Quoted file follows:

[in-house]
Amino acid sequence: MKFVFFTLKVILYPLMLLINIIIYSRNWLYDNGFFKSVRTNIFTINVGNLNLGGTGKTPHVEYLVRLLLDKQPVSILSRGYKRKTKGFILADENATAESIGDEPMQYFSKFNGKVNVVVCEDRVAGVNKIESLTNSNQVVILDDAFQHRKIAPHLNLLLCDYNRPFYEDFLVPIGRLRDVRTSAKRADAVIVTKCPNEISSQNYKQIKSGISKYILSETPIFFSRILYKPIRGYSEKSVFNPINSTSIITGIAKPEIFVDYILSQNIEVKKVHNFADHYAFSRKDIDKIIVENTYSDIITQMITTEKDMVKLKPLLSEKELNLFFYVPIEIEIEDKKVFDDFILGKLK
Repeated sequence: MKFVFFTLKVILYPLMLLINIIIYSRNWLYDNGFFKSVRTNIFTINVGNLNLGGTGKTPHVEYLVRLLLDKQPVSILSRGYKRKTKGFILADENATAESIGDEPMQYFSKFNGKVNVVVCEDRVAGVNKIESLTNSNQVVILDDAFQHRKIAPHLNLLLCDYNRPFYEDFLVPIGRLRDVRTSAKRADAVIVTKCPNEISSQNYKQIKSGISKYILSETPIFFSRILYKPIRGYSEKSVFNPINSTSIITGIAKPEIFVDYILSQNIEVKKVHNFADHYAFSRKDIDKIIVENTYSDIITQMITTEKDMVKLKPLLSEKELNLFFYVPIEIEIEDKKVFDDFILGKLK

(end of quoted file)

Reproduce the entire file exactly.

[in-house]
Amino acid sequence: MKFVFFTLKVILYPLMLLINIIIYSRNWLYDNGFFKSVRTNIFTINVGNLNLGGTGKTPHVEYLVRLLLDKQPVSILSRGYKRKTKGFILADENATAESIGDEPMQYFSKFNGKVNVVVCEDRVAGVNKIESLTNSNQVVILDDAFQHRKIAPHLNLLLCDYNRPFYEDFLVPIGRLRDVRTSAKRADAVIVTKCPNEISSQNYKQIKSGISKYILSETPIFFSRILYKPIRGYSEKSVFNPINSTSIITGIAKPEIFVDYILSQNIEVKKVHNFADHYAFSRKDIDKIIVENTYSDIITQMITTEKDMVKLKPLLSEKELNLFFYVPIEIEIEDKKVFDDFILGKLK
Repeated sequence: MKFVFFTLKVILYPLMLLINIIIYSRNWLYDNGFFKSVRTNIFTINVGNLNLGGTGKTPHVEYLVRLLLDKQPVSILSRGYKRKTKGFILADENATAESIGDEPMQYFSKFNGKVNVVVCEDRVAGVNKIESLTNSNQVVILDDAFQHRKIAPHLNLLLCDYNRPFYEDFLVPIGRLRDVRTSAKRADAVIVTKCPNEISSQNYKQIKSGISKYILSETPIFFSRILYKPIRGYSEKSVFNPINSTSIITGIAKPEIFVDYILSQNIEVKKVHNFADHYAFSRKDIDKIIVENTYSDIITQMITTEKDMVKLKPLLSEKELNLFFYVPIEIEIEDKKVFDDFILGKLK